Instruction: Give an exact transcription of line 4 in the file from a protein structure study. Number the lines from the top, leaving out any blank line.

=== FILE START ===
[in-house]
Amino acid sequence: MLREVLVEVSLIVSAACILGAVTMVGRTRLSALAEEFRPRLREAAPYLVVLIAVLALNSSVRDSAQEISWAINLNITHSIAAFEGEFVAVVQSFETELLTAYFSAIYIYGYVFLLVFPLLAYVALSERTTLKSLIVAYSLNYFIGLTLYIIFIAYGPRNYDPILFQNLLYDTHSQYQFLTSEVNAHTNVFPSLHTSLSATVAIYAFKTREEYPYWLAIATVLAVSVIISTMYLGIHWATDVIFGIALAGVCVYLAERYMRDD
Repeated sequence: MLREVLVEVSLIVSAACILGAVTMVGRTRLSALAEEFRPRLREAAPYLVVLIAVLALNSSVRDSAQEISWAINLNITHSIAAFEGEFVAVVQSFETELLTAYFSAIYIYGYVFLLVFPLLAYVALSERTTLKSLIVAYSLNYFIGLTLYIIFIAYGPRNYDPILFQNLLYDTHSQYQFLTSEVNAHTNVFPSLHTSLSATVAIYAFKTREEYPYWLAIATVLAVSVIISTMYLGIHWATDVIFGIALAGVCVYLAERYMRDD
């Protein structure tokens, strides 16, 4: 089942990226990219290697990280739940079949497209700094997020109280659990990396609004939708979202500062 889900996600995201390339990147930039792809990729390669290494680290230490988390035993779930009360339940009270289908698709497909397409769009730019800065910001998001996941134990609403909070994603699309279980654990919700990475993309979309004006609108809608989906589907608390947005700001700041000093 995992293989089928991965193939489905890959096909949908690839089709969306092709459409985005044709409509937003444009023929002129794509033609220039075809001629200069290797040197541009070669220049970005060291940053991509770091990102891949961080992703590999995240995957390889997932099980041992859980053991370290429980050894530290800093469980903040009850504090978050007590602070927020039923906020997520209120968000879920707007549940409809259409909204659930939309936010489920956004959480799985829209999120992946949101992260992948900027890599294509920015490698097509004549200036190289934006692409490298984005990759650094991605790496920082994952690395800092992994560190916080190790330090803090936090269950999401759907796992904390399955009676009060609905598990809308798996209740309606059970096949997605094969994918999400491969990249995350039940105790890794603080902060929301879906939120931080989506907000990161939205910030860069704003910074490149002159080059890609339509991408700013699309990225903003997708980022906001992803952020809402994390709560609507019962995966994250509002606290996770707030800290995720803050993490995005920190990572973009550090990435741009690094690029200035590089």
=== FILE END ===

């Protein structure tokens, strides 16, 4: 089942990226990219290697990280739940079949497209700094997020109280659990990396609004939708979202500062 889900996600995201390339990147930039792809990729390669290494680290230490988390035993779930009360339940009270289908698709497909397409769009730019800065910001998001996941134990609403909070994603699309279980654990919700990475993309979309004006609108809608989906589907608390947005700001700041000093 995992293989089928991965193939489905890959096909949908690839089709969306092709459409985005044709409509937003444009023929002129794509033609220039075809001629200069290797040197541009070669220049970005060291940053991509770091990102891949961080992703590999995240995957390889997932099980041992859980053991370290429980050894530290800093469980903040009850504090978050007590602070927020039923906020997520209120968000879920707007549940409809259409909204659930939309936010489920956004959480799985829209999120992946949101992260992948900027890599294509920015490698097509004549200036190289934006692409490298984005990759650094991605790496920082994952690395800092992994560190916080190790330090803090936090269950999401759907796992904390399955009676009060609905598990809308798996209740309606059970096949997605094969994918999400491969990249995350039940105790890794603080902060929301879906939120931080989506907000990161939205910030860069704003910074490149002159080059890609339509991408700013699309990225903003997708980022906001992803952020809402994390709560609507019962995966994250509002606290996770707030800290995720803050993490995005920190990572973009550090990435741009690094690029200035590089």